• ...

The OECD, much loved by education-data wonks for its yearly Education at a Glance report, has launched its latest international-data nerd-bible: the Survey of Adult Skills, run by the Programme for the International Assessment of Adult Competencies (or PIACC), which measures proficiency in literacy, numeracy, and problem-solving among adults aged sixteen through sixty-five. In this debut edition, researchers surveyed roughly 166,000 adults in twenty-four countries, almost all of which are OECD members, meaning they have “advanced” economies. The bottom line: The U.S. performed below the international average on most measures. The researchers also found that proficiency worldwide is closely associated with age, reaching a peak around age 30 and declining steadily, with the oldest age groups displaying lower levels of proficiency than the youngest. (This decline is likely related both to differences in the amount and quality of education and training opportunities and to the effects of getting older.) Older Americans fared better than younger in literacy: 12 percent of Americans aged 55–65 scored at the highest proficiency level versus just 5 percent of the full international sample of that age cohort. In every other age group, though, the U.S. lagged behind. Finland and Japan stood out, with roughly every fifth Finnish and Japanese adult reading at the highest levels (Australians, Belgians, and Canadians also performed above average). On the other hand, most of Europe foundered with the Americans, scoring below-average overall. Some countries also seem to have made significant progress in improving their proficiency over the generations:...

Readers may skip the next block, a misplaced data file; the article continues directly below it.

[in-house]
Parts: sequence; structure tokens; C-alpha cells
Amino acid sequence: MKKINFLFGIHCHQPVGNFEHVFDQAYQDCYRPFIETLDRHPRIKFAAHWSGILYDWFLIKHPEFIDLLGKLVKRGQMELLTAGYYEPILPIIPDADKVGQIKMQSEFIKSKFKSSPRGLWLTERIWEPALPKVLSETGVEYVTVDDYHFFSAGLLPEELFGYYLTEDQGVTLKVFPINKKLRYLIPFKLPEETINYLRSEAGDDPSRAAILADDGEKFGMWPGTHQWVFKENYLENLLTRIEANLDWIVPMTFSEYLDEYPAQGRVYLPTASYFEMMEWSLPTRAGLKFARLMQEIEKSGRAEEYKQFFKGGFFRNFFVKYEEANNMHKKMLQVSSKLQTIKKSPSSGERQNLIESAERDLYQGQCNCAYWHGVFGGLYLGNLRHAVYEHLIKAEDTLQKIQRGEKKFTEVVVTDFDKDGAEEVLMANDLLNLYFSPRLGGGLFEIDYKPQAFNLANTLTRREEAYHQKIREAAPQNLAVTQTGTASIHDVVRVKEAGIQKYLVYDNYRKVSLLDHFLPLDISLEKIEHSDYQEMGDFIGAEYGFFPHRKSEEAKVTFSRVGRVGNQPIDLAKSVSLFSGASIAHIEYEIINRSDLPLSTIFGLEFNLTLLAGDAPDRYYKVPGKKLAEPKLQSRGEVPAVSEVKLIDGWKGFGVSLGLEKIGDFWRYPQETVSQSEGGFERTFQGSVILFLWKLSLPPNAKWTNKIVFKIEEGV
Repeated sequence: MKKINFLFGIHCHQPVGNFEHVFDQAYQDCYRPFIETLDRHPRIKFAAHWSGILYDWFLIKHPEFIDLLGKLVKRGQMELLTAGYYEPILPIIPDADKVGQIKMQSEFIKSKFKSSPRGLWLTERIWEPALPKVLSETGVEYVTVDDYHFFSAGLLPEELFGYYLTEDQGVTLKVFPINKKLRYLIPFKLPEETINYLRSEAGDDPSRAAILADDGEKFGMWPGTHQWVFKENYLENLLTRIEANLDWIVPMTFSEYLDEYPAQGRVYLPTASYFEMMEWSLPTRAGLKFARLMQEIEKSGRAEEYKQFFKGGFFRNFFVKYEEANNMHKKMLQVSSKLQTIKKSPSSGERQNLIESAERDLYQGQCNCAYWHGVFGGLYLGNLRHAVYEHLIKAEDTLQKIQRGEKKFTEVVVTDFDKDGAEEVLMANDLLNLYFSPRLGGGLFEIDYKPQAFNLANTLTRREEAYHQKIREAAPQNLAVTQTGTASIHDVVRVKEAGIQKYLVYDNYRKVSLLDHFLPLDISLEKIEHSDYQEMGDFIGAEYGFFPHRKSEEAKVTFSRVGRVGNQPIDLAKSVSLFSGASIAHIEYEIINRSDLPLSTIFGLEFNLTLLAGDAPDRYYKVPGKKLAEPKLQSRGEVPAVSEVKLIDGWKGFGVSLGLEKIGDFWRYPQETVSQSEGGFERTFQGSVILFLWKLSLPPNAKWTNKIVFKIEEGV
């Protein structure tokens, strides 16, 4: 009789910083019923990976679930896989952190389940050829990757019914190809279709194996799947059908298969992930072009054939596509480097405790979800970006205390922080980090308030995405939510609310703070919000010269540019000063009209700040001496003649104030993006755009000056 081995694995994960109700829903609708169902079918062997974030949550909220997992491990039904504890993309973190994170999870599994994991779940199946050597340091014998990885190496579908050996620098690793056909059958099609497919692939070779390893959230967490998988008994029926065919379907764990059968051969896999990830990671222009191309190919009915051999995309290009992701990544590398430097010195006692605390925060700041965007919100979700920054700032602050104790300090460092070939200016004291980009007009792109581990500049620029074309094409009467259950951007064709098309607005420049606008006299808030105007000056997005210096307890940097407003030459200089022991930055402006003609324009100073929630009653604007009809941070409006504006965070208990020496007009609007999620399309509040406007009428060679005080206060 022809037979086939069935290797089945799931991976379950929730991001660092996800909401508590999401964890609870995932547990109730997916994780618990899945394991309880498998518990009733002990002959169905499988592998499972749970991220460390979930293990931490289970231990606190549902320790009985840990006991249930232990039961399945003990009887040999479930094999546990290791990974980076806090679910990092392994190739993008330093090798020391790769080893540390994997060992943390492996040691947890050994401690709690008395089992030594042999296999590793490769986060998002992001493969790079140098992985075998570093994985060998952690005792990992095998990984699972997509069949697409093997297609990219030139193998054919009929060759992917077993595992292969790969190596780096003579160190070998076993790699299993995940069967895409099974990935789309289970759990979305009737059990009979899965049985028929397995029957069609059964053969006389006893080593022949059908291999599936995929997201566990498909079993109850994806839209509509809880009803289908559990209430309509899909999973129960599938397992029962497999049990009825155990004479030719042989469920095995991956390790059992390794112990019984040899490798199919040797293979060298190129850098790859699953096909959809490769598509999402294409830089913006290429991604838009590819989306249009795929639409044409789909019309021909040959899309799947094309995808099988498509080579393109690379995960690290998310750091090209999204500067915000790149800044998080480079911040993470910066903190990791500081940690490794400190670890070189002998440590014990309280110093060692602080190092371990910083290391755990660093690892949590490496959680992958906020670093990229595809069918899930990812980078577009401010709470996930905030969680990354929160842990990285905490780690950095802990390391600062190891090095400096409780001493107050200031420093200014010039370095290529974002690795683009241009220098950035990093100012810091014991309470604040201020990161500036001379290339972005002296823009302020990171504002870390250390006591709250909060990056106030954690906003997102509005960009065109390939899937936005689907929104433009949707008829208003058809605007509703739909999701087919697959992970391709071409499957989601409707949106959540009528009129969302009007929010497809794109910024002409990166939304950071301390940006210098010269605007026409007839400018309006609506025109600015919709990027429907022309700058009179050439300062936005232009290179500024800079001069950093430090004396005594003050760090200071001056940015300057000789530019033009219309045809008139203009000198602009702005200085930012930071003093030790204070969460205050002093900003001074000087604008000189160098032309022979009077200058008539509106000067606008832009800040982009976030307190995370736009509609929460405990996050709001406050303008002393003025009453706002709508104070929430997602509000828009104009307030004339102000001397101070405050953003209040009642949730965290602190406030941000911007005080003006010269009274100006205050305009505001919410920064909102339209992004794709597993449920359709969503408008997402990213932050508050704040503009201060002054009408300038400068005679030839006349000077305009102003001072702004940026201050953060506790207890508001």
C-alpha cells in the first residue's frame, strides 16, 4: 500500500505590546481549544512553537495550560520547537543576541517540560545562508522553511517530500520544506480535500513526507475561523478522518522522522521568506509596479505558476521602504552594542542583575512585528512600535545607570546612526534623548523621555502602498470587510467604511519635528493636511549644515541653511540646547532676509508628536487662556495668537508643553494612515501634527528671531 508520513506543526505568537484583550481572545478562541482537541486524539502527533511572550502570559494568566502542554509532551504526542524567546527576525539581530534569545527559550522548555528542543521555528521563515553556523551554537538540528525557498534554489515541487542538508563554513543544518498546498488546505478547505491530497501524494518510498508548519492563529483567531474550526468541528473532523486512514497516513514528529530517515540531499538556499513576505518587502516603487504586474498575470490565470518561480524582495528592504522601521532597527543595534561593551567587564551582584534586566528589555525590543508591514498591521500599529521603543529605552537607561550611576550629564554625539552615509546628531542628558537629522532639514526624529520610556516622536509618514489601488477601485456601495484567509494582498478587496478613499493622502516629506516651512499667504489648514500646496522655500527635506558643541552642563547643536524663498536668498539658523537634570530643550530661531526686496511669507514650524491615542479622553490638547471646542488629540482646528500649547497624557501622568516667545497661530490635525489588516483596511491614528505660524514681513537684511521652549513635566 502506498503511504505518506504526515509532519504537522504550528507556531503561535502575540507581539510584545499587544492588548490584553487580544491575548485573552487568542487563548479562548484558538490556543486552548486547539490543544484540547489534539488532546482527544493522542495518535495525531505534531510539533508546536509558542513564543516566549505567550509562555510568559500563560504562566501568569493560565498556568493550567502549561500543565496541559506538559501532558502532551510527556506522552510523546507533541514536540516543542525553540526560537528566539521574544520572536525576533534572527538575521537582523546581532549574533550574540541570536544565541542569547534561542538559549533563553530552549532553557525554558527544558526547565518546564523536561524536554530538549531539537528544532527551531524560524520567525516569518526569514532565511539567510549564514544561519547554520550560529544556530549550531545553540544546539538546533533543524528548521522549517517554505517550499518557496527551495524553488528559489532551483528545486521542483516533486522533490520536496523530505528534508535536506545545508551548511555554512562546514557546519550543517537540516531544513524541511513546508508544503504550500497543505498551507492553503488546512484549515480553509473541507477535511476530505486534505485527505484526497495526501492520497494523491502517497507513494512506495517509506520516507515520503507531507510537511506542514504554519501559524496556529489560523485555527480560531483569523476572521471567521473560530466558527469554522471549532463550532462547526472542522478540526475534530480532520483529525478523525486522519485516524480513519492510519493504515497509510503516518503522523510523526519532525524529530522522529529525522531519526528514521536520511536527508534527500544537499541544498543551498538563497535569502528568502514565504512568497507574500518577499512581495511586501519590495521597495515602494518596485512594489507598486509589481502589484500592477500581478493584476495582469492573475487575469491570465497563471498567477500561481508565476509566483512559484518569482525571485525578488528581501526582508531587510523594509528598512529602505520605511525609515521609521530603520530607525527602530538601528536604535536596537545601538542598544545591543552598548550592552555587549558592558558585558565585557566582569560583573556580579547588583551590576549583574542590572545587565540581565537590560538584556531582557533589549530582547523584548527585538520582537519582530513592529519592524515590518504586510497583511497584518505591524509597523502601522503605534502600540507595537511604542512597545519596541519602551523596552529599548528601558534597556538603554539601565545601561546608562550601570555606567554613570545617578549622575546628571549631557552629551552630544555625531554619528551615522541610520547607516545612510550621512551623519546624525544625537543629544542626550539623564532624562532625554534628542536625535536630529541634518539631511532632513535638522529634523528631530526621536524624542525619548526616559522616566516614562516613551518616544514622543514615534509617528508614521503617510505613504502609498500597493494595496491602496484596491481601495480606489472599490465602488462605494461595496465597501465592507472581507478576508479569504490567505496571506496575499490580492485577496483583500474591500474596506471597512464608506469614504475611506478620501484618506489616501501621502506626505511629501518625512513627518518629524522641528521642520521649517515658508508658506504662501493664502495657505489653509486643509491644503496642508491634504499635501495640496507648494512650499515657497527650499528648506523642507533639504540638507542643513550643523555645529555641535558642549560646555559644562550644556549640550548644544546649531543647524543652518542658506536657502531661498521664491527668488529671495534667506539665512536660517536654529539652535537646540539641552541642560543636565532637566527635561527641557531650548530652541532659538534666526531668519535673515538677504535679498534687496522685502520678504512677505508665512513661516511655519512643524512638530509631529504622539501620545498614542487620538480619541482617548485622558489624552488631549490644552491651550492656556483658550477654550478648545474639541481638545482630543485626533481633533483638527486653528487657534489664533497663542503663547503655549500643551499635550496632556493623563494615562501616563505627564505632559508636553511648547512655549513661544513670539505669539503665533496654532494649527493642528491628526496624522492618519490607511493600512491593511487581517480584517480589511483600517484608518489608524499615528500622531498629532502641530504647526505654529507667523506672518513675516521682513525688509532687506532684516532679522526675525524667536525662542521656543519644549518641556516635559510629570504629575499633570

The hacker edition

In this week’s podcast, Mike and Brickman talk tablet woes (and praise teenage hackers for their healthy disrespect for authority), charter support in NYC, and the research on voucher effectiveness. Amber tells us about PISA for geezers.

Amber's Research Minute

OECD Skills Outlook 2013: First Results from the Survey of Adult Skills by OECD (OECD Publishing, 2013).

J.B. Schramm is the founder of College Summit and has served as its leader for two decades. He has built his organization into one of the most influential and valuable entities in the K–12 sector. After this highly successful tenure, J.B. is moving on to a new venture, teaming with a number of the field’s leading groups to further advance the cause of preparing students for success in high school, higher education, and beyond.